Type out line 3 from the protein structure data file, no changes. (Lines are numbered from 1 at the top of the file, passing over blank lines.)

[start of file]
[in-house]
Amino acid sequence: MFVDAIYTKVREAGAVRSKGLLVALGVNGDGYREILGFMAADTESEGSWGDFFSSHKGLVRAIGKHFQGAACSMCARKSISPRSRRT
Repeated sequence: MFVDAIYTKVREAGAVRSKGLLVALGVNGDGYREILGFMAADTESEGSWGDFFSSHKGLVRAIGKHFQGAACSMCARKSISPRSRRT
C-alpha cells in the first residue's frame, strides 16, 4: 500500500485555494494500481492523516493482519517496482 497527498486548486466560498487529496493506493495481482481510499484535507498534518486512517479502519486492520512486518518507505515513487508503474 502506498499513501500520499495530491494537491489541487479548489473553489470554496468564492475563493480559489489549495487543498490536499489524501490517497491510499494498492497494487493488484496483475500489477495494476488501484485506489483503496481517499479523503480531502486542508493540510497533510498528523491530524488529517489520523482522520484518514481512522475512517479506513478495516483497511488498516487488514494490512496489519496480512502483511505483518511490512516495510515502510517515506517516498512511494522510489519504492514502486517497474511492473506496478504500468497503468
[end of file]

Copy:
Repeated sequence: MFVDAIYTKVREAGAVRSKGLLVALGVNGDGYREILGFMAADTESEGSWGDFFSSHKGLVRAIGKHFQGAACSMCARKSISPRSRRT